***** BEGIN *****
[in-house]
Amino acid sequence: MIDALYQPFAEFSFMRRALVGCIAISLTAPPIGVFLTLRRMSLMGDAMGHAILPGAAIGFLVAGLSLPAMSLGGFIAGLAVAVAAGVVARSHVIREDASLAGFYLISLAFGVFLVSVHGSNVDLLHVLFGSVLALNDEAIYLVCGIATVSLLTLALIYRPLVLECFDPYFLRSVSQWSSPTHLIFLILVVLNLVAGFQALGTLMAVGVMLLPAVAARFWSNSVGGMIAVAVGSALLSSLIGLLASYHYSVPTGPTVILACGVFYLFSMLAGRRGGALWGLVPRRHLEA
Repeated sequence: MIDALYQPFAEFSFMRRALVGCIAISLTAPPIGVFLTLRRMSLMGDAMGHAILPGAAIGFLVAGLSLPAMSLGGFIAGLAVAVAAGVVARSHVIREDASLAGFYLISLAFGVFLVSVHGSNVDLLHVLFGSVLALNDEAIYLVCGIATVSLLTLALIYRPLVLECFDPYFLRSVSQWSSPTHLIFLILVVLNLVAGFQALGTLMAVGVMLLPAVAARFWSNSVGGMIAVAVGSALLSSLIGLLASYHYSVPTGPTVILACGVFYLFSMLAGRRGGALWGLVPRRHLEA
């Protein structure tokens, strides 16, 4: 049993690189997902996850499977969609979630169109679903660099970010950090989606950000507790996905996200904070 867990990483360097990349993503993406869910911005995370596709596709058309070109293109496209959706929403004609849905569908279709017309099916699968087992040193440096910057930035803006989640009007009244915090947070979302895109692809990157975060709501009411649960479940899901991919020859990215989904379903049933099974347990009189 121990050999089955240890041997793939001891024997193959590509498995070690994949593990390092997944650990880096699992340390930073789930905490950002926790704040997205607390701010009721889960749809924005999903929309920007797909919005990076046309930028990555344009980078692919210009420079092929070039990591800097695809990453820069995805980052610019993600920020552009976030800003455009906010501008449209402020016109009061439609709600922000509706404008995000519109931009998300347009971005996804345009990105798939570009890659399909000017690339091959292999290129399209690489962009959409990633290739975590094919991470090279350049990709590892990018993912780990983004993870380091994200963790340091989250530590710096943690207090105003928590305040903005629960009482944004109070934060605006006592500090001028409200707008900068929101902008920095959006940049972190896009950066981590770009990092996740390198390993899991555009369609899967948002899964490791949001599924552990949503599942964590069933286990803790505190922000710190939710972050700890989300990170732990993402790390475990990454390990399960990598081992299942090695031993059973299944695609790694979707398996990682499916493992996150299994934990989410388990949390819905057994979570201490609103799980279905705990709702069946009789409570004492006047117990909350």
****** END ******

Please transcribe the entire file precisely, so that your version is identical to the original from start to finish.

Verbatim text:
[in-house]
Amino acid sequence: MIDALYQPFAEFSFMRRALVGCIAISLTAPPIGVFLTLRRMSLMGDAMGHAILPGAAIGFLVAGLSLPAMSLGGFIAGLAVAVAAGVVARSHVIREDASLAGFYLISLAFGVFLVSVHGSNVDLLHVLFGSVLALNDEAIYLVCGIATVSLLTLALIYRPLVLECFDPYFLRSVSQWSSPTHLIFLILVVLNLVAGFQALGTLMAVGVMLLPAVAARFWSNSVGGMIAVAVGSALLSSLIGLLASYHYSVPTGPTVILACGVFYLFSMLAGRRGGALWGLVPRRHLEA
Repeated sequence: MIDALYQPFAEFSFMRRALVGCIAISLTAPPIGVFLTLRRMSLMGDAMGHAILPGAAIGFLVAGLSLPAMSLGGFIAGLAVAVAAGVVARSHVIREDASLAGFYLISLAFGVFLVSVHGSNVDLLHVLFGSVLALNDEAIYLVCGIATVSLLTLALIYRPLVLECFDPYFLRSVSQWSSPTHLIFLILVVLNLVAGFQALGTLMAVGVMLLPAVAARFWSNSVGGMIAVAVGSALLSSLIGLLASYHYSVPTGPTVILACGVFYLFSMLAGRRGGALWGLVPRRHLEA
């Protein structure tokens, strides 16, 4: 049993690189997902996850499977969609979630169109679903660099970010950090989606950000507790996905996200904070 867990990483360097990349993503993406869910911005995370596709596709058309070109293109496209959706929403004609849905569908279709017309099916699968087992040193440096910057930035803006989640009007009244915090947070979302895109692809990157975060709501009411649960479940899901991919020859990215989904379903049933099974347990009189 121990050999089955240890041997793939001891024997193959590509498995070690994949593990390092997944650990880096699992340390930073789930905490950002926790704040997205607390701010009721889960749809924005999903929309920007797909919005990076046309930028990555344009980078692919210009420079092929070039990591800097695809990453820069995805980052610019993600920020552009976030800003455009906010501008449209402020016109009061439609709600922000509706404008995000519109931009998300347009971005996804345009990105798939570009890659399909000017690339091959292999290129399209690489962009959409990633290739975590094919991470090279350049990709590892990018993912780990983004993870380091994200963790340091989250530590710096943690207090105003928590305040903005629960009482944004109070934060605006006592500090001028409200707008900068929101902008920095959006940049972190896009950066981590770009990092996740390198390993899991555009369609899967948002899964490791949001599924552990949503599942964590069933286990803790505190922000710190939710972050700890989300990170732990993402790390475990990454390990399960990598081992299942090695031993059973299944695609790694979707398996990682499916493992996150299994934990989410388990949390819905057994979570201490609103799980279905705990709702069946009789409570004492006047117990909350």